On January 6, 2021, I was getting some work done when I heard that the U.S. Capitol was being breached. For the rest of the night, I settled in to watch the aftermath: receiving the constant Twitter and news updates, seeing images and videos roll in, and grappling with the amount of white supremacy that was on display to the world.
A little less than a week later, I’m still trying to formulate the words to express my thoughts. Surprised that such events would happen? Not really. Angry? You bet.
While reflecting, I found some connections between libraries and January 6th. In addition to Joanne’s article, I want to take a look at structural racism and actions – or lack thereof – taken in librarianship.
My general take is this: reading anti-racist is important; allyship with BIPOC is important; acknowledging that there is a structural racism problem in libraries is important. But, as Lauren emphasized in her article about neutrality and diversity, we’ve hit a point where “we just keep paying it lip service” without showing results. I have to wonder, what is the purpose of taking in this information and saying “we need to do better” if we can’t start applying that knowledge?
January 6th should be a wake-up call for all – especially the LIS community – to start taking consistent actions to dismantle structural racism. Racism in libraries and information professions is not new; and previous Hack Library School articles have talked about it in several capacities. In June 2018, Alice Law described her experiences working at the reference desk as woman of color. In June 2020, Jane reminded us of the racist problems with Library of Congress subject headings. That same month, Mary Elizabeth detailed how search engines and algorithms promote racism.
In Joanne’s most recent article, she explains “how we think about racism today is reactionary” and the different ways folks react to racism after individual events. I completely agree with this. With thousands of social media posts sharing anti-racist resources, black squares, and book lists over the summer, you would think white people were ready to listen to BIPOC and unlearn white supremacy culture. January 6th disproved that assumption. Dismantling structural racism shouldn’t occur sporadically whenever it hits the news. There needs to be consistent action.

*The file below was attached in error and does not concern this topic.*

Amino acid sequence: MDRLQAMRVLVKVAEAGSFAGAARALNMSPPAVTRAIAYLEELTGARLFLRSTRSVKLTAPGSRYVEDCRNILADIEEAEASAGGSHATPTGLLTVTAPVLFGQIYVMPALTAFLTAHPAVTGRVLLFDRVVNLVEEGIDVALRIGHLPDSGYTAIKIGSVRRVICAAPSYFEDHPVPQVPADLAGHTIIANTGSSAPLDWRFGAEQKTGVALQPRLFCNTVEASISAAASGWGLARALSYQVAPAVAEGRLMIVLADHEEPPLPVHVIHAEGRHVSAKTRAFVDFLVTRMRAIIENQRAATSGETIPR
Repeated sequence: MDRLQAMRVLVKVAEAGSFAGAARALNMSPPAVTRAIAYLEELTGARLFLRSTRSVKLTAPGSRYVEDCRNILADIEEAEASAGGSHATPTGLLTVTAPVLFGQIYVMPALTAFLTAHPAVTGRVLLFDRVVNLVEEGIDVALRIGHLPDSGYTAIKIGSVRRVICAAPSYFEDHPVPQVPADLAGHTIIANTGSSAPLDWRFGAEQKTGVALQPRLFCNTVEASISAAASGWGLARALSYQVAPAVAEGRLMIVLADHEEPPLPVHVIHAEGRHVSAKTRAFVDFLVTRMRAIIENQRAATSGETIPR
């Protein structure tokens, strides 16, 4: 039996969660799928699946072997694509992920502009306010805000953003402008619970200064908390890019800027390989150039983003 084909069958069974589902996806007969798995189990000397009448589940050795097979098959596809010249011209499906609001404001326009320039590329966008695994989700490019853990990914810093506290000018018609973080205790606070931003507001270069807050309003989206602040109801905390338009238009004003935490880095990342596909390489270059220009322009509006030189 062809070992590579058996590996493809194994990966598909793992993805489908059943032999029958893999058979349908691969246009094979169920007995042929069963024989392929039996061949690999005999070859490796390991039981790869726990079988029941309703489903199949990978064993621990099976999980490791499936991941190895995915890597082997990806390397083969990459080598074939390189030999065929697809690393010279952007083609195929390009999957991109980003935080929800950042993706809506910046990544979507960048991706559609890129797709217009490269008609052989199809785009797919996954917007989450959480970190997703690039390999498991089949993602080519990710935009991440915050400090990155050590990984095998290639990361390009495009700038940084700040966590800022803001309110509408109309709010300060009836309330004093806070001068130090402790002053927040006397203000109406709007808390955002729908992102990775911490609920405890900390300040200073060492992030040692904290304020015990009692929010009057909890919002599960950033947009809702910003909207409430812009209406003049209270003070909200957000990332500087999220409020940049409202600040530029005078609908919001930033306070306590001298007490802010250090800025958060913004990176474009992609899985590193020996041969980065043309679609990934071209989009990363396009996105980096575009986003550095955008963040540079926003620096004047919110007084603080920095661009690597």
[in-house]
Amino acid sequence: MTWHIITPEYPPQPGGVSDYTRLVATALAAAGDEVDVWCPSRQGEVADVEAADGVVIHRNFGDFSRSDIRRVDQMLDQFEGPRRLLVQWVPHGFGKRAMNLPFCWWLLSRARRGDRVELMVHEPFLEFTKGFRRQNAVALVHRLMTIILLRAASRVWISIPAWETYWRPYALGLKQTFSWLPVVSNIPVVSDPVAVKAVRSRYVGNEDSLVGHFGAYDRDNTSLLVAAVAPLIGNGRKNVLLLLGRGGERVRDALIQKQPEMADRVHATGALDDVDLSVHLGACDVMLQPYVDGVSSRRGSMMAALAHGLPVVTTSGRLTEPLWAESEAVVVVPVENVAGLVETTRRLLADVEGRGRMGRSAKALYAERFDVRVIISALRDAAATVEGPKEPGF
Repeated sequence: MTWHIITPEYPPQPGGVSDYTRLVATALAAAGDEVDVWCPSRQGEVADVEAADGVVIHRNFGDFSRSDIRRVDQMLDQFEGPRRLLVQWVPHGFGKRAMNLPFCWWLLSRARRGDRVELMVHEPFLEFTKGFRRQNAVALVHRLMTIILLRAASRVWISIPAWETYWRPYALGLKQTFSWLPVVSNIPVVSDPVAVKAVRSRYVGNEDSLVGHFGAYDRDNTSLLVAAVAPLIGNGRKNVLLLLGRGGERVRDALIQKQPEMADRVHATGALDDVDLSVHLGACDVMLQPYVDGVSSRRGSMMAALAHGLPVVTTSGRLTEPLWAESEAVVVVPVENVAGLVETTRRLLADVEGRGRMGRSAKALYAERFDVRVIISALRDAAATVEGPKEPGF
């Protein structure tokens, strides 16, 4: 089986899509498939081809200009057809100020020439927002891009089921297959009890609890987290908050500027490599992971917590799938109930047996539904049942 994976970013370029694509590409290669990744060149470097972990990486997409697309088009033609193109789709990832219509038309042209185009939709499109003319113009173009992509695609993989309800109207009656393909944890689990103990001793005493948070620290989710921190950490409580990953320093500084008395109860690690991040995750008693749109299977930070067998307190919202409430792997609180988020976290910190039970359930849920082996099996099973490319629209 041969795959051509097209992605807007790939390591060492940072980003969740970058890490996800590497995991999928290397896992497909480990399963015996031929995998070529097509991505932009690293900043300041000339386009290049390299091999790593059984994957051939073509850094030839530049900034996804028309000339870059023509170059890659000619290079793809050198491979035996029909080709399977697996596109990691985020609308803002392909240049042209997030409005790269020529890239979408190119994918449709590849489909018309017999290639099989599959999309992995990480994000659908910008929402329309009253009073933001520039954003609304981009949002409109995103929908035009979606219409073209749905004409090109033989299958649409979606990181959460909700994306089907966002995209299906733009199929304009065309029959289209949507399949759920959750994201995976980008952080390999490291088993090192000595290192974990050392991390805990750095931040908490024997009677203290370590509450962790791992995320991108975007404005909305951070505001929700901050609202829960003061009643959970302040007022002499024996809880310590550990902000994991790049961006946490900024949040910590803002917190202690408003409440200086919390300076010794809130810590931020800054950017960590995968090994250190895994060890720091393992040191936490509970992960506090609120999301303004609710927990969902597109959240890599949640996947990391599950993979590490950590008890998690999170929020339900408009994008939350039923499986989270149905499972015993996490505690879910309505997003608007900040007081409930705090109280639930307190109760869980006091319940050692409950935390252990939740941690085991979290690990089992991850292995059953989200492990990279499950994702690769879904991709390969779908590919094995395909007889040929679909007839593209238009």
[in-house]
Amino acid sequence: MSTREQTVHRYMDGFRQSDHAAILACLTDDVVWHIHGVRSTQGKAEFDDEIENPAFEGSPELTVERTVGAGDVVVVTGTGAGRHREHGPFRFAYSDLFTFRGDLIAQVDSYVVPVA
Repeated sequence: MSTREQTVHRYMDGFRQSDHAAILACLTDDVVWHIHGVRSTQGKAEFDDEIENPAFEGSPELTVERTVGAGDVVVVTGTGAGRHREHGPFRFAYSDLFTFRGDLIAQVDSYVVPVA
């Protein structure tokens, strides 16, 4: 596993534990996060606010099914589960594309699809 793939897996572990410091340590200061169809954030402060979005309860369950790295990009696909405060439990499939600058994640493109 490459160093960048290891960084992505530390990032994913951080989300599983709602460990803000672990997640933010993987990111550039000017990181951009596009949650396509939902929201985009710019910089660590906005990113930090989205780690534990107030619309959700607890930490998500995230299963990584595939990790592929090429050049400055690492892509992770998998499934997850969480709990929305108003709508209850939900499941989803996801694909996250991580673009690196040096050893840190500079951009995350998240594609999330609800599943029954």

To quote Joanne’s article again, “this is a broad and serious topic, and on that would be foolish to try and resolve within this article’s word limit.” As library school students during dual pandemics, I believe that the next several generations of librarians can start implanting consistent changes to dismantle structural racism. But, to do so, we need to hold each other accountable.
In addition to the articles previously cited, I highly recommend that readers reference the following HLS articles to learn why racism is an issue in LIS and ways to start taking action:
Kerri: 10 Things Librarian Allies Can Do (2020)
Conrrado: Thoughts on Racism in LIS (2020)
Kelli: To my fellow LIS Black, Indigenous, and People of Color Series (2019-2020); this is the first article of Kelli’s series
Sheila: Book Talk: So You Want to Talk About Race (2018)
Alice: Diversity: Am I Doing Enough? (2018)
Nicole: Thinking about “Post-Truth,” #ThisIsNotUs, & Charlottesville (2017)
Of course, this list is a small sampling of articles on HLS; so please feel free to add any other articles to your reading list.
One of my personal goals for 2021 was to use my voice more. As a white library school student, I strive to make anti-racist work a priority in my personal and professional life.
Sarah is starting her last semester of her MLIS at the University of Maryland. On top of job hunting this semester, you can probably find her binge-reading books and constantly sipping on coffee.